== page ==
For the third time, we were gathering the requirements for a sales force automation (SFA) system. The previous two attempts at designing an SFA system had failed because no one had been able to figure out how to design for all of the local variations in how the sale force operated. Each region and territory had its own way of quoting jobs, tracking the sales pipeline, and generating forecasts, with the Eastern region being adamant that if they had to change these processes, their customers would disappear. This complexity had overwhelmed both the sales function and IT. I had just been hired and was handed this third attempt at the SFA project. I suppose the company figured that the SFA project was a good way to find out if I was actually worth the money they were paying me. At the project kick-off meeting, rather than draw the project management triangle, I drew the Nickolaisen Model and asked the question: Are our sales force processes and business rules Differentiating or Parity? The initial reaction was that, since the SFA was customer-facing, it must be differentiating. But, as we probed deeper into the functionality of the business rules, it became more and more clear that the specific features and functions were parity. For example, we needed to generate and track quotes in the SFA. But, did we gain market share and win customers with the mechanics of how we generated and tracked customer quotes and proposals? No, these mechanics were mission critical but were not how we won in the marketplace. As soon as the assembled team recognized that our proposal and quoting process was Parity (rather than Differentiating) the team also recognized that there was no competitive advantage in each sales region and area having their own unique process for generating and tracking quotes. It was as if the blinders fell from the eyes of the project team. The sales manager from the Eastern Region realized that there was no advantage in his unique method for generated and tracking sales quotes. Once the team realized that this aspect of the SFA was a Parity activity, the entire team was willing to accept a standard process for sales quotes. Aligning around the purpose of this process removed the emotions and allowed us to design and successfully implement a simpler, best-practices-based SFA. We broke the project management triangle.

As another example, a software company was planning a major rewrite of its flagship product. Their initial project plan included nearly 3000 function or story points. The company expected this project to last 18 months and cost millions of dollars. Before the company launched the product, they invited me to review their project plan. For my review, I drew the Purpose Alignment on the conference room whiteboard, explained the model, and asked, “Which product modules and functions will really differentiate you in the marketplace?” Our first step was to understand how this company created its sustainable competitive advantage. Sustainable competitive advantage helped us identify the differentiating functionality. We explored how we could make the differentiating elements of their software even better. With this done, all other functions and requirements fell into the Parity category. For the Parity function and story points, we found ways to reuse existing code, reduce exception handling (there is rarely market advantage in supporting exceptions to parity activities), and simplify the software design. When we were done, about 15% of the project was to support Differentiating activities. For the 85% that were Parity, good enough was good enough. The combined impact on the project was a better product – we had made the Differentiating features even better – at a reduced cost and much shorter timeline. It turned out that making the Parity functions just good enough cost a lot less time and money. For this software company, Purpose Alignment shattered the constraints of the project management triangle.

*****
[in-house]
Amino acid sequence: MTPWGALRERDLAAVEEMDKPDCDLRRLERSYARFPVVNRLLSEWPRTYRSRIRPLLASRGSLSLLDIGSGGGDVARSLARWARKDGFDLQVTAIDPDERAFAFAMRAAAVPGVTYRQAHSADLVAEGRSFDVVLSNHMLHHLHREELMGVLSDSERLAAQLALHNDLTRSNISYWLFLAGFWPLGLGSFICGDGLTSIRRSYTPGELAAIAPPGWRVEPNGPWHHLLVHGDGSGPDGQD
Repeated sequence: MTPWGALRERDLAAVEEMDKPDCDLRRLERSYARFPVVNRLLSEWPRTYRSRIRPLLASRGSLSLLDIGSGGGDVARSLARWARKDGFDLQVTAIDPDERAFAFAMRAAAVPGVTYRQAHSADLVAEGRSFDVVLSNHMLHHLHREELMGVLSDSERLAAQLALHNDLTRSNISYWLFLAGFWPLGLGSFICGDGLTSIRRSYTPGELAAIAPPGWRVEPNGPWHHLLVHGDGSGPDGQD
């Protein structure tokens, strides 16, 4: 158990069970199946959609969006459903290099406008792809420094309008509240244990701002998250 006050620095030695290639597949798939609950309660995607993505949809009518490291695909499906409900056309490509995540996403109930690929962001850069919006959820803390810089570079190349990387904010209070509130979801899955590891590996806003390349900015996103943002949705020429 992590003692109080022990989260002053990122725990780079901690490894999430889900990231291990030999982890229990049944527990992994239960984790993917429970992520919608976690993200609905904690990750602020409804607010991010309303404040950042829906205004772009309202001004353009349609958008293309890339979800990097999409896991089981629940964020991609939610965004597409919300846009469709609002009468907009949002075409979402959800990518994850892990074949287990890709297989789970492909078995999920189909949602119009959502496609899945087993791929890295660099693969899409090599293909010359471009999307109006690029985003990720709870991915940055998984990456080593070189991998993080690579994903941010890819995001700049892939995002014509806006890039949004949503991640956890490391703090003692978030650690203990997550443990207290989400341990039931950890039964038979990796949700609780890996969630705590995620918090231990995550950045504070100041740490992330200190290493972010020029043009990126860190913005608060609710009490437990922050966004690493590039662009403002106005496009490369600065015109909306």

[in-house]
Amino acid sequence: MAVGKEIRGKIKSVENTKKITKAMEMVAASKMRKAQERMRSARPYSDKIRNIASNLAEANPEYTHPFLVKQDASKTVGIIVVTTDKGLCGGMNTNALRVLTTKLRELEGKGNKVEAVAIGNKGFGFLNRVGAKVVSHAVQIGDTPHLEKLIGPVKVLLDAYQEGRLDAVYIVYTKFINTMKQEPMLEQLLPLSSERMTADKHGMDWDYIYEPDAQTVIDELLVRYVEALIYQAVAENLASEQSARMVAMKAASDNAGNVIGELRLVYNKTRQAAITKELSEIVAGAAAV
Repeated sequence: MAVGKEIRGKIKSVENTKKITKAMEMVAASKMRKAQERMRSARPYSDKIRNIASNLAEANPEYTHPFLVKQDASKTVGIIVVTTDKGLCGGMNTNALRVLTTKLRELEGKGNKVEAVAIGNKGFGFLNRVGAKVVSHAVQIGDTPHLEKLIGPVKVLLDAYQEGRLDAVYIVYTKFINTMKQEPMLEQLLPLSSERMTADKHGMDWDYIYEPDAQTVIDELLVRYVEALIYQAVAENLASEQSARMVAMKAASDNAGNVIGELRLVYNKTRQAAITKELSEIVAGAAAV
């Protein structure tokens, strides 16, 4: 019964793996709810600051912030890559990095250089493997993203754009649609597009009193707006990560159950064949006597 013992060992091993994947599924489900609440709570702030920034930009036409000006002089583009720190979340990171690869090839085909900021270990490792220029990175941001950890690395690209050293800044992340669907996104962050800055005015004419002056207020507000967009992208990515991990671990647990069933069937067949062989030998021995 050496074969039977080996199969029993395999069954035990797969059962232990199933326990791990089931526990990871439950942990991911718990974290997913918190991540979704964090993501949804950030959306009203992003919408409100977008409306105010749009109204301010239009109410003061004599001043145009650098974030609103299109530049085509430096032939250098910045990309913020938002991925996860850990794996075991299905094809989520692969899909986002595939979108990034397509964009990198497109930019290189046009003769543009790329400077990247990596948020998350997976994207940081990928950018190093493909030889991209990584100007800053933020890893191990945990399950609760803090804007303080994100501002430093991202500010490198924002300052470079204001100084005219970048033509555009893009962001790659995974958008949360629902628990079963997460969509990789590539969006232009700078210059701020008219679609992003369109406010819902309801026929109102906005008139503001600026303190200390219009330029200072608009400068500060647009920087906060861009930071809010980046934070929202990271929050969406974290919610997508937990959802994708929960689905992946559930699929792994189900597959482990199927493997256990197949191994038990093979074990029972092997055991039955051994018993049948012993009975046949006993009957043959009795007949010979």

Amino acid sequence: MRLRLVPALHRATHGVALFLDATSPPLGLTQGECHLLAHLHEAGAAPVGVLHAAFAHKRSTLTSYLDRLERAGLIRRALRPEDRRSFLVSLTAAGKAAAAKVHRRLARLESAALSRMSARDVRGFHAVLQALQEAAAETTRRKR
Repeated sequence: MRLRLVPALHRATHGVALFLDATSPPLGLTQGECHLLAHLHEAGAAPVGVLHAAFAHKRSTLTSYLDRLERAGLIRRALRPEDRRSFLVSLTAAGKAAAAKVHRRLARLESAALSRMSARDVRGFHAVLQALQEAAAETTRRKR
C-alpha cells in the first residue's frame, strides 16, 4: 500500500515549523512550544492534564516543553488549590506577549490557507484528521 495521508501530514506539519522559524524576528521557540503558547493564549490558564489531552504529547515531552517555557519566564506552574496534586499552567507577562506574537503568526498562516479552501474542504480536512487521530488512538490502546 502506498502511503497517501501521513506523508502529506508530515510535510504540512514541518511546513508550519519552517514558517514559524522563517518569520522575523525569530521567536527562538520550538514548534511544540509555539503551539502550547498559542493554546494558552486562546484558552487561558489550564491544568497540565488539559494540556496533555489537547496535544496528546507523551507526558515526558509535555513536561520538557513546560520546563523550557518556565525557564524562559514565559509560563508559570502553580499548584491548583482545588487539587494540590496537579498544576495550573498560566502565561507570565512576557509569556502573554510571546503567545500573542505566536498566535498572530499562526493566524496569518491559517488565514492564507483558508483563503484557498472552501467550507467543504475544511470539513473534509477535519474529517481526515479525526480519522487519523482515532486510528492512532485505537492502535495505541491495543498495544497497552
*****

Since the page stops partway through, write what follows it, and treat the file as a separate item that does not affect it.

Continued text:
Purpose Alignment is no silver bullet that can solve any and all project problems. But, it is a common sense approach to project planning and implementation that aligns project teams, project sponsors, and project requirements with the real needs of the project customers and market.

Niel Nickolaisen is the CIO and Director of Strategic Planning at Headwaters, Inc. and the author of “Stand Back and Deliver: Accelerating Business Agility”.

Copyright © 2009 IDG Communications, Inc.

6 digital transformation success stories